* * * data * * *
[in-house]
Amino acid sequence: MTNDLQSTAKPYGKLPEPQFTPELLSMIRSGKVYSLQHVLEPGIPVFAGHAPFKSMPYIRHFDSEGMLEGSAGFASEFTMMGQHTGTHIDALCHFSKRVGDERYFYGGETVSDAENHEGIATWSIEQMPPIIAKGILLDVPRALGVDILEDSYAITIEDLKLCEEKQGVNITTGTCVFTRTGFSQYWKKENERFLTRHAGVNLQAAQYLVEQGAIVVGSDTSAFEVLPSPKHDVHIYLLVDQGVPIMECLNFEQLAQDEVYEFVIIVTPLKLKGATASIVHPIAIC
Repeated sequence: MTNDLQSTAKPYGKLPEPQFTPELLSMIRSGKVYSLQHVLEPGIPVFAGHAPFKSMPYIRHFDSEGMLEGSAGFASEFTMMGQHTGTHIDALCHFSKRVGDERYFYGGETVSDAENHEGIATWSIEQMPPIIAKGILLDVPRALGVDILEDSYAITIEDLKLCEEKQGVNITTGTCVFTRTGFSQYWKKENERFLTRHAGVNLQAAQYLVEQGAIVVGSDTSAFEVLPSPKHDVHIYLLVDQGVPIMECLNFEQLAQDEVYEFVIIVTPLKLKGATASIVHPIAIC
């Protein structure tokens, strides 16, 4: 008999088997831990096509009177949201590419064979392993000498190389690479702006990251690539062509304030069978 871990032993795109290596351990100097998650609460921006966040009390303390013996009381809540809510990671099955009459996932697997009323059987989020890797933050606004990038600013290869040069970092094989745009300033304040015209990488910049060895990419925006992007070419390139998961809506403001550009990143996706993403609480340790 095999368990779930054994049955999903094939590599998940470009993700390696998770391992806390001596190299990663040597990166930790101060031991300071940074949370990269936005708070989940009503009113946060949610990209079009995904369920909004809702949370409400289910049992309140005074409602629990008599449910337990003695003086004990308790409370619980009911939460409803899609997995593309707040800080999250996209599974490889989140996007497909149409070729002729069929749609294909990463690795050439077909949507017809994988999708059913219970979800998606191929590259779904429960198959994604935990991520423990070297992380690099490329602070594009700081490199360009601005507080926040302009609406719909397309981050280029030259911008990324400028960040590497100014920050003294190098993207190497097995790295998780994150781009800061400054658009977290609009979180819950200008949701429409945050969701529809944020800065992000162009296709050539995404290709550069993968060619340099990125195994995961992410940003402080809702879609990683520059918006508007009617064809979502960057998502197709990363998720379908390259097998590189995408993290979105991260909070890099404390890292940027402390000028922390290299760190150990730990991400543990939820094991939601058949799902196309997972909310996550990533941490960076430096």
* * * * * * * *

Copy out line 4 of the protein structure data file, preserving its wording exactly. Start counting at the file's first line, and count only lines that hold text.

């Protein structure tokens, strides 16, 4: 008999088997831990096509009177949201590419064979392993000498190389690479702006990251690539062509304030069978 871990032993795109290596351990100097998650609460921006966040009390303390013996009381809540809510990671099955009459996932697997009323059987989020890797933050606004990038600013290869040069970092094989745009300033304040015209990488910049060895990419925006992007070419390139998961809506403001550009990143996706993403609480340790 095999368990779930054994049955999903094939590599998940470009993700390696998770391992806390001596190299990663040597990166930790101060031991300071940074949370990269936005708070989940009503009113946060949610990209079009995904369920909004809702949370409400289910049992309140005074409602629990008599449910337990003695003086004990308790409370619980009911939460409803899609997995593309707040800080999250996209599974490889989140996007497909149409070729002729069929749609294909990463690795050439077909949507017809994988999708059913219970979800998606191929590259779904429960198959994604935990991520423990070297992380690099490329602070594009700081490199360009601005507080926040302009609406719909397309981050280029030259911008990324400028960040590497100014920050003294190098993207190497097995790295998780994150781009800061400054658009977290609009979180819950200008949701429409945050969701529809944020800065992000162009296709050539995404290709550069993968060619340099990125195994995961992410940003402080809702879609990683520059918006508007009617064809979502960057998502197709990363998720379908390259097998590189995408993290979105991260909070890099404390890292940027402390000028922390290299760190150990730990991400543990939820094991939601058949799902196309997972909310996550990533941490960076430096």